38 – In my view, this line of argument is contradictory as the Finnish Government considers that the penalty payment is an integral part of the judgment on rights of access.


39 – See Magnus, U., and Mankowski, P., ‘Introduction’, Brussels II bis Regulation, Magnus, U., and Mankowski, P. (eds), Sellier European Law Publishers, 2012, p. 32: ‘[it] ought to be stressed again that it would be foolish to dispose lightly of the treasure contained in the Brussels I regime and the experiences made in that realm. Prospective adventure trips might turn into entertainment journeys where Brussels I has already paved the ways.’


40 – The difficulties in the interpretation of Article 49 of Regulation No 44/2001 as regards the concept of ‘penalty payment’ in different national laws has led certain writers to take the view that this concept should be subject to an ‘autonomous interpretation’, focussing on the function of the measure, namely ‘to order or threaten to order a person to pay a sum of money for the purpose of ensuring compliance with a judicial decision handed down in civil and commercial matters’. See Guinchard, E., ‘Procédures civiles d’exécution en droit international privé’, Guinchard, S. and Moussa, T. (ed.), Droit et pratique des voies d’exécution, Dalloz, 7th ed., 2012, pp. 2172 and 2192.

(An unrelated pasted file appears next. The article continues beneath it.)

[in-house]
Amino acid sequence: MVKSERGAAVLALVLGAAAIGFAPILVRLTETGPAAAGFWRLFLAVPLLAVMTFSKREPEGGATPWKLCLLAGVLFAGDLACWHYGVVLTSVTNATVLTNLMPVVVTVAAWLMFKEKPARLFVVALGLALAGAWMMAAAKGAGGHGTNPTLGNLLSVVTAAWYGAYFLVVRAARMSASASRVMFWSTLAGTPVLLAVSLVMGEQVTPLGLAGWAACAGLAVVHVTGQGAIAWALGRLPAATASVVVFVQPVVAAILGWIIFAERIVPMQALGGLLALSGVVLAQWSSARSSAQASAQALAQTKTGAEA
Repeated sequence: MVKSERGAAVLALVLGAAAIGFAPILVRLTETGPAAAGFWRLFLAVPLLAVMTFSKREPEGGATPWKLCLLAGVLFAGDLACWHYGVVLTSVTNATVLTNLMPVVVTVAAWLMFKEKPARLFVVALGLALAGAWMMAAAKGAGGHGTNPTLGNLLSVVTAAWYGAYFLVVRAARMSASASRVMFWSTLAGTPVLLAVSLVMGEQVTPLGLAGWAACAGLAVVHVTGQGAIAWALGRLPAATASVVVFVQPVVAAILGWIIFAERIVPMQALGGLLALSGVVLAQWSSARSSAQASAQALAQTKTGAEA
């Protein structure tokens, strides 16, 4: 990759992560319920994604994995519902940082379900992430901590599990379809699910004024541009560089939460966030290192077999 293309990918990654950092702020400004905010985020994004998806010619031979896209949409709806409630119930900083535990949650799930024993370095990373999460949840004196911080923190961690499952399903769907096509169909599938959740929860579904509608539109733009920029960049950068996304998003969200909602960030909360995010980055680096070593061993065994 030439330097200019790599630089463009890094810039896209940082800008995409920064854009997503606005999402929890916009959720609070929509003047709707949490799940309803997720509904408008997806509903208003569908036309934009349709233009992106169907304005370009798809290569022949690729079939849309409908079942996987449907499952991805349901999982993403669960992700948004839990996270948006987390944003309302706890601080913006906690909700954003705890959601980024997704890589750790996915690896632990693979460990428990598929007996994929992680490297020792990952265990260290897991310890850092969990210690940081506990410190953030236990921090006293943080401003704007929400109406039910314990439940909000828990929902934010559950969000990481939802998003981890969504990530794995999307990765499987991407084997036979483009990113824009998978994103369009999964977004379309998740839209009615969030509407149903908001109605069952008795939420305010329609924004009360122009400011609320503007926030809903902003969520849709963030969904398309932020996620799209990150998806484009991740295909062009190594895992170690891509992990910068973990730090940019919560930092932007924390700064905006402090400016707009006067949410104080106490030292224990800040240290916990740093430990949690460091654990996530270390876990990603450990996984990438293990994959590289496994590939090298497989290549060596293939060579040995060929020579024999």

41 – This condition was included in Article 43 of the Brussels Convention. See the report drawn up by P. Jenard, op. cit., p. 54. This approach was also taken in the Lugano Convention of 16 September 1988 and was followed in Article 49 of the (new) Lugano Convention of 30 October 2007 on jurisdiction and the recognition and enforcement of judgments in civil and commercial matters (OJ 2007 L 339, p. 1).


42 – This approach was criticised, in particular, in the report drawn up by Hess, B., Pfeiffer, T., and Schlosser, P., op. cit, pp. 271 to 275, which noted the difficulties in the interpretation of Article 49 of Regulation No 44/2001. Also see Hess, B., Pfeiffer, T. and Schlosser, P., The Brussels I. Regulation (EC) No 44/2001, Beck München, 2008, pp. 156 to 159. Along the same lines, Article 67 of the Proposal for a Regulation of the European Parliament and of the Council on jurisdiction and the recognition and enforcement of judgments in civil and commercial matters (recast) (COM(2010) 748 final of 14 December 2010, pp. 271 to 275), was drafted as follows: ‘[a] foreign judgment given in a Member State which orders a periodic payment by way of a penalty shall be enforceable in the Member State of enforcement in accordance with Sections 1 or 2, as the case may be. The competent court or authority in the Member State of enforcement shall determine the amount of the payment if that amount has not been finally determined by the courts of the Member State of origin.’ As the Commission pointed out in its written observations, it was nevertheless concluded, after the negotiations, that the condition relating to the determination of the final amount of the penalty was the only real way to ensure the enforcement of penalty payments abroad, and the provision remained unchanged when Regulation No 44/2001 was recast. Also see my comments in the following footnote.